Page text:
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Understanding Carry Trade Risks using Bayesian Methods: A Comparison with Other Portfolio Risks from Currency, Commodity and Stock Markets

Damla Gunes, 2012
Faculty Advisor: Michael Johannes


The purpose of this dissertation is to understand the risks embedded in Carry Trades. For this, we use a broad range of stochastic volatility (SV) models, estimate them using Bayesian techniques via Markov chain Monte Carlo methods, and analyze various risk measures using these estimation results. Many researchers have tried to explain the risk factors deriving Carry returns with standard risk models (factor models, Sharp ratios etc.). However, the high negative conditional skewness of Carry Trades hints the existence of jumps and shows that they have non normal returns, suggesting looking only at first two moments such as sharp ratios or using standard risk models are not enough to understand their risks. Therefore, we investigate Carry risks by delving into its SV and jump components and separate out their effects for a more thorough analysis. We also compare these results with other market portfolios (S&P 500, Fama HML, Momentum, Gold, AUD/USD, Euro/USD, USD/JPY, DXY, Long Rate Carry and Delta Short Rate Carry) to be able to judge the riskiness of Carry relative to other investment alternatives.

We then introduce a new model diagnostic method, which overcomes the flaws of the previous methods used in the literature. This is important since model selection is a central question in SV literature, and although various methods were suggested earlier, they do not provide a reliable measure of fit. Using this new diagnostic method, we select the best-fitted SV model for each portfolio and use their estimation results to carry out the risk analysis. We find that the extremes of volatility, direct negative impact of volatilities on returns, percent of overall risk due to jumps considering both returns and vols, and negative skewness are all more pronounced for Carry Trades than for other portfolios. This shows that Carry risks are more complicated than other portfolios. Hence, we are able to remove a layer from the Carry risks by analyzing its jump and SV components in more depth.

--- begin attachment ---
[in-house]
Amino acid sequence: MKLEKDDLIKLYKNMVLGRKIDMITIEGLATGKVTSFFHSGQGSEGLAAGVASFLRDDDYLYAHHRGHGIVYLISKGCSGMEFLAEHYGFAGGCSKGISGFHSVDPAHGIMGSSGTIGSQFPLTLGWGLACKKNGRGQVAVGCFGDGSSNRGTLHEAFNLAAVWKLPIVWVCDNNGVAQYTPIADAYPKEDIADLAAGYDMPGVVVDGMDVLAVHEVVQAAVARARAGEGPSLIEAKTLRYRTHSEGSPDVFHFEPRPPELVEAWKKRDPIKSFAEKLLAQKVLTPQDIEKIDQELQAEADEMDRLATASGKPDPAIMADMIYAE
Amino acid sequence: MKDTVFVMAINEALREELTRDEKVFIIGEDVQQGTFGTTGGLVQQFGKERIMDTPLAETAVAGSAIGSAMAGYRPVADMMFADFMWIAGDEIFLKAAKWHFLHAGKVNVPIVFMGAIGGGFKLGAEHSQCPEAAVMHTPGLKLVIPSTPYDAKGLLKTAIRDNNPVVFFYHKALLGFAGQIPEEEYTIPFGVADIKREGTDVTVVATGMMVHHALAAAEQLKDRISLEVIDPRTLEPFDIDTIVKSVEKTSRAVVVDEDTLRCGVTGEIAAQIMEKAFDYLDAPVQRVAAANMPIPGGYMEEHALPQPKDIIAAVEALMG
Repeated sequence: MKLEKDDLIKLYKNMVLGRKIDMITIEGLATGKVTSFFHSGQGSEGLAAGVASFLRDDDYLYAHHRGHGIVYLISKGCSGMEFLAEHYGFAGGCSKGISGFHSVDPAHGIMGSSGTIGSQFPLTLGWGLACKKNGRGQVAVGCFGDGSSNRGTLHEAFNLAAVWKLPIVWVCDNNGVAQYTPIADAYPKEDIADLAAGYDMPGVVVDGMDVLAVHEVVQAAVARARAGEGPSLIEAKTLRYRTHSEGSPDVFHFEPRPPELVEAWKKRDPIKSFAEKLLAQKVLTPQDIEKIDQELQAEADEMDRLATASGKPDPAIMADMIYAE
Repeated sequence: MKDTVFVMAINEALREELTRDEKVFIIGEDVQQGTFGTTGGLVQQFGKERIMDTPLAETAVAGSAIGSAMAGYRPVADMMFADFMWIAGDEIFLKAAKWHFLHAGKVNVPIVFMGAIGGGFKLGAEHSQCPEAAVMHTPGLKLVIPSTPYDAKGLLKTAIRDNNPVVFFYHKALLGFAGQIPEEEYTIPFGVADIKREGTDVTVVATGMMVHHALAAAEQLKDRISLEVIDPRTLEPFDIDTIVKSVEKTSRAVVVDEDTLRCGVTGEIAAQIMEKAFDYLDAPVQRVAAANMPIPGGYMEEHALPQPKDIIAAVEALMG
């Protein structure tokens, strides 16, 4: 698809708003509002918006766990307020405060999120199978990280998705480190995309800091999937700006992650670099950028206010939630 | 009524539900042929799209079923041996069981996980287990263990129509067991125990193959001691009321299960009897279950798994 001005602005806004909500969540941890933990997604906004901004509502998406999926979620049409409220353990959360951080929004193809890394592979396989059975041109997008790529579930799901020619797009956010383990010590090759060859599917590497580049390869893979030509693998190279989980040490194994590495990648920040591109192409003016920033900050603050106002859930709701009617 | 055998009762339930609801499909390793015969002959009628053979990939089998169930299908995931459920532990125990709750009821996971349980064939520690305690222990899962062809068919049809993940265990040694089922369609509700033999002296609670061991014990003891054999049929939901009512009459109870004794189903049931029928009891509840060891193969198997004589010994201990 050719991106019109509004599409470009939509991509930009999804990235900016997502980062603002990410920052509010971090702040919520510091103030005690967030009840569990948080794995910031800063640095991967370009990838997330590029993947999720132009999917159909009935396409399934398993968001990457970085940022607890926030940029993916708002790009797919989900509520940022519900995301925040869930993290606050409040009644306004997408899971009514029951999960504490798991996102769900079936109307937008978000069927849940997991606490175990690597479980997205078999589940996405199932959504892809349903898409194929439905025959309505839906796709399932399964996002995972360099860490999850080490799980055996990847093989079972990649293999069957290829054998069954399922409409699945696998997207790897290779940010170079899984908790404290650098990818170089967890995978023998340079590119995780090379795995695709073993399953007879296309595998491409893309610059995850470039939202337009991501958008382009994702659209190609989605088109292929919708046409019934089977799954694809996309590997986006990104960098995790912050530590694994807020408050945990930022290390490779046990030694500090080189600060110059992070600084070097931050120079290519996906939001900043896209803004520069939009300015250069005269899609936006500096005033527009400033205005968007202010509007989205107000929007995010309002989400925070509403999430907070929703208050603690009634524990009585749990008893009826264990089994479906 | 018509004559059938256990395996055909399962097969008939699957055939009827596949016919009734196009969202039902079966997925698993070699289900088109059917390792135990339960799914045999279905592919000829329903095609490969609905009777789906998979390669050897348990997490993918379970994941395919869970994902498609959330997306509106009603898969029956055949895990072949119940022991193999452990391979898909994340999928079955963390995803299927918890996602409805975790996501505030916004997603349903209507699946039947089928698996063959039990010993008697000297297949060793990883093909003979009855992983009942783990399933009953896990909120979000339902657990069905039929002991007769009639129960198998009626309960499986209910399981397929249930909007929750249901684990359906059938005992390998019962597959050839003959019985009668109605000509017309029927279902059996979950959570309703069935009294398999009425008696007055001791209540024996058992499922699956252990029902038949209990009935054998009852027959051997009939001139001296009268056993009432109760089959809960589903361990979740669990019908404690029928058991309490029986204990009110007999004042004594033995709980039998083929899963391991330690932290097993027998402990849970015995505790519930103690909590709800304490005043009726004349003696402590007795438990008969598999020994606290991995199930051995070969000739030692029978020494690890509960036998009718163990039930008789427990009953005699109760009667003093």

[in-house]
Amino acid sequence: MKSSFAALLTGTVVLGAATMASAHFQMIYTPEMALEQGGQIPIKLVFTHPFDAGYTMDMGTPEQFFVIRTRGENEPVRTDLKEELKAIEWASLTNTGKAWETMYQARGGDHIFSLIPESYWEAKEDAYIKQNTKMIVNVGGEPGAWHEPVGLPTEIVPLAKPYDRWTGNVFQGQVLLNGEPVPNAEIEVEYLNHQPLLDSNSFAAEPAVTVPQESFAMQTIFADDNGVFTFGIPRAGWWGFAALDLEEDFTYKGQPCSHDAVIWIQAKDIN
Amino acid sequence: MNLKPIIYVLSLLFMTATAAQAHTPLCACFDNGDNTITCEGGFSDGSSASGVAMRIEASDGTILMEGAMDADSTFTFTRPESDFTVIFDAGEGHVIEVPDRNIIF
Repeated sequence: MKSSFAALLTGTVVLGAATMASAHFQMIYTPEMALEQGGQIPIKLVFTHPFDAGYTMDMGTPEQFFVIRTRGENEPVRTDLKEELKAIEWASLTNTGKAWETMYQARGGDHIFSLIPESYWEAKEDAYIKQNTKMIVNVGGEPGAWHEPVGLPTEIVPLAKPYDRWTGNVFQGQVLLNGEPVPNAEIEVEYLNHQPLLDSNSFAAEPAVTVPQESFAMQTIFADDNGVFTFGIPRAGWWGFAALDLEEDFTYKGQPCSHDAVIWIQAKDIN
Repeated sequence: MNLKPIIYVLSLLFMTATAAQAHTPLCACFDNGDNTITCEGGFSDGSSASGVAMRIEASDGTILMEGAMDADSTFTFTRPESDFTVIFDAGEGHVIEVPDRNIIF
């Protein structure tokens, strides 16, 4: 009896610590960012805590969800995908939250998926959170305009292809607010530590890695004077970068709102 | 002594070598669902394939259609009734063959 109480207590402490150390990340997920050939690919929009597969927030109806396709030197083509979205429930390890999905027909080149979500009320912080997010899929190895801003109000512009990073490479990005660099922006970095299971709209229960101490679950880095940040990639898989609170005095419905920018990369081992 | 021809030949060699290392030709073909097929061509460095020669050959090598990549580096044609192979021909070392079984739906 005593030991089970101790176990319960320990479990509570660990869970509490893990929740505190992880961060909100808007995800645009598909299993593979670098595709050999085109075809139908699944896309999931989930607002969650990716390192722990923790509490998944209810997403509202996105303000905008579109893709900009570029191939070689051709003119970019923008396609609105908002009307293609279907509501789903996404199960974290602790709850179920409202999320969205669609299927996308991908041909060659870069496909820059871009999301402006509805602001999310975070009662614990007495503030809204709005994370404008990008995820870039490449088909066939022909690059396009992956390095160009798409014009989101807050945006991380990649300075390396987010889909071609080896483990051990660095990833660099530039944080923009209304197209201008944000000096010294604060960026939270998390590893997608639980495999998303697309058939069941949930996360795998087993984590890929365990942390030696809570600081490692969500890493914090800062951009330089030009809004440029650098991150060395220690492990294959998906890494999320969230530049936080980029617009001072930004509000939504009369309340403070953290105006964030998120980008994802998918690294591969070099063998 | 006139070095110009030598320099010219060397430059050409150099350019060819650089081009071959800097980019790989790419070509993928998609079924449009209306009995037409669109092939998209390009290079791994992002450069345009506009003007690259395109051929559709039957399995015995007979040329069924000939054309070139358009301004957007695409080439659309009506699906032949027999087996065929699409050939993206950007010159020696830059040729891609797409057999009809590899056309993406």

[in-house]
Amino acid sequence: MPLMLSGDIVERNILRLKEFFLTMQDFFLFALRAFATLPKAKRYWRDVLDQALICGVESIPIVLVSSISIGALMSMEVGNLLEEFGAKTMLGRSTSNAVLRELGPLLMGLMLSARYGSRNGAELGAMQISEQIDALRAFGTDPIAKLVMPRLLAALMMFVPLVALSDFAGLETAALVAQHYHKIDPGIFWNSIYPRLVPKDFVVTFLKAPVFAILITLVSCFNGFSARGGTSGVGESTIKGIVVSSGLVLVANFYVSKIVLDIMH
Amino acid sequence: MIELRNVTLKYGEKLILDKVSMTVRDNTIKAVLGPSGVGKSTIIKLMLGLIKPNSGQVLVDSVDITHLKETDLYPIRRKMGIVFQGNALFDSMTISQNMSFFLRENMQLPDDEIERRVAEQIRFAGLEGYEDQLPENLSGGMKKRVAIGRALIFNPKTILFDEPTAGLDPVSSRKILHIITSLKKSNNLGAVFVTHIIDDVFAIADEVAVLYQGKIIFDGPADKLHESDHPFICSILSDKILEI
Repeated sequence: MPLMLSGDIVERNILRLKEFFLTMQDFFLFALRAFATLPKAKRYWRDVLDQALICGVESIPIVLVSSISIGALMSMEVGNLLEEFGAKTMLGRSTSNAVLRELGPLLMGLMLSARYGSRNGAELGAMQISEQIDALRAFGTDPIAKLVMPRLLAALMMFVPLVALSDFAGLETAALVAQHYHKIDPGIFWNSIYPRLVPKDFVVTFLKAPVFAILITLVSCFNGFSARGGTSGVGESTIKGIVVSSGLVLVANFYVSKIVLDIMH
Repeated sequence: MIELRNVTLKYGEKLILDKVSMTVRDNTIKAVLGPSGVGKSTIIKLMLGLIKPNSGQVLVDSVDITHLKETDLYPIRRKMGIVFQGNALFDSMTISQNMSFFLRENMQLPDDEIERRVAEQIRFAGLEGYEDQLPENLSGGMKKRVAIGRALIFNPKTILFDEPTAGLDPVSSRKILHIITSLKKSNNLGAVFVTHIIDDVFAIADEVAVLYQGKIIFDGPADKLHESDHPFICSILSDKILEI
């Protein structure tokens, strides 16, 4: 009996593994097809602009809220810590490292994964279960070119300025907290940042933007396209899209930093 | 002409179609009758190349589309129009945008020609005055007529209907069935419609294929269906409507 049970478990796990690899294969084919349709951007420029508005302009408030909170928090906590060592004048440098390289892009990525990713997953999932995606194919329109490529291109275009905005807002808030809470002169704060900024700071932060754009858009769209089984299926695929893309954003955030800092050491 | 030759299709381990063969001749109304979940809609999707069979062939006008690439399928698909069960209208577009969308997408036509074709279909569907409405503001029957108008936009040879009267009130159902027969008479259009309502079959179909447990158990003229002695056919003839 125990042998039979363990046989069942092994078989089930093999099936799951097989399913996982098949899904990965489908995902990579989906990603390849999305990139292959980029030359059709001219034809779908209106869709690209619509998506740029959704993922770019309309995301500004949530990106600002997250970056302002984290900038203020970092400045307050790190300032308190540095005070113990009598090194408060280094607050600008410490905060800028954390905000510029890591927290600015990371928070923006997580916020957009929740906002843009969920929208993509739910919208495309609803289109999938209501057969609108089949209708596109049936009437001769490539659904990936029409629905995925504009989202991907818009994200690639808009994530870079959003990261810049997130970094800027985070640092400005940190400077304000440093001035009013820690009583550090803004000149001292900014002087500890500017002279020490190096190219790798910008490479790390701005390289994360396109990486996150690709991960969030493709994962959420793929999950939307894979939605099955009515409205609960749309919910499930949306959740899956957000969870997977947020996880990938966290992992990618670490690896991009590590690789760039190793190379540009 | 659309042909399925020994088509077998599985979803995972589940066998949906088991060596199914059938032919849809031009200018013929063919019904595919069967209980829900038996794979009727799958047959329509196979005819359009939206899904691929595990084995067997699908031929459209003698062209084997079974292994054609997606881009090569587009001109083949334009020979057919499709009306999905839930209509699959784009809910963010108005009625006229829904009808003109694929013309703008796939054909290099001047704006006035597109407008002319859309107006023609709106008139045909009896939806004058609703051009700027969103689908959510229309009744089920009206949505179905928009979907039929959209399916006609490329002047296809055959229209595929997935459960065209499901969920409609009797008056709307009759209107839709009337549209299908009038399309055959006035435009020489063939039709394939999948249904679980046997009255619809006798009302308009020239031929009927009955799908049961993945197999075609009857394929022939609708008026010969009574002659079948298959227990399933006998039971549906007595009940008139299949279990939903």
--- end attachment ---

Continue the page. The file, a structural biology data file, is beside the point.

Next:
We also present the rolling correlations of these portfolio returns, vols, and jumps to understand if they co-move and how these co-movements change over time. We find that despite being dollar-neutral, Carry is still prone to dollar risk. DXY-S&P appear to be negatively correlated after 2003, when dollar becomes a safe-haven investment. S&P-AUD are very positively correlated since both are risky assets, except during currency specific events such as central bank interventions. MOM becomes negatively correlated with Carry during crisis and recovery periods since MOM yields positive returns in crisis and its returns plunge in recovery. Carry-Gold are mostly positively correlated, which might be used to form more enhanced trading and hedging strategies. Carry-S&P are mostly very positively correlated, and their jump probability correlations peak during big financial events. Delta Carry, on the other hand, distinguishes from other portfolios as a possible hedging instrument. It is not prominently correlated to any of the portfolios. These correlations motivate us to search for common factors deriving the 11 portfolios under consideration. We find through the Principal Component Analysis that there are four main components to explain their returns and two main components to explain their vols. Moreover, the first component in volatility is the common factor deriving all risky asset vols, explaining 75% of the total variance.

To model this dynamic relationship between these portfolios, we estimate a multivariate normal Markov switching (MS) model using them. Then we develop a dynamic trading strategy, in which we use the MS model estimation results as input to the mean-variance optimization to find the optimal portfolio weights to invest in at each period. This trading strategy is able to dynamically diversify between the portfolios, and having a sharp ratio of 1.25, it performs much better than the input and benchmark portfolios. Finally, MS results indicate that Delta Carry has the lowest variance and positive expected return in both states of the MS model. This supports our findings from risk analysis that Delta Carry performs well during volatile periods, and vol elevations have a direct positive impact on its returns.

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Application Deadlines

Master of Science in Marketing >

For Fall 2016 Entry:

Available: August 1st, 2015
Deadline: January 4th, 2016


Master of Science in Financial Economics >

For Fall 2016 Entry:

Available: August 1st, 2015
Deadline: January 4th, 2016


Master of Science in Management Science and Engineering >

For Fall 2016 Entry:
To be determined


Available 8/1/15
Sept 2016

Deadline: 01/05/16

MS Marketing
Deadline: 01/04/16

MS Financial Economics
Deadline: 01/04/16


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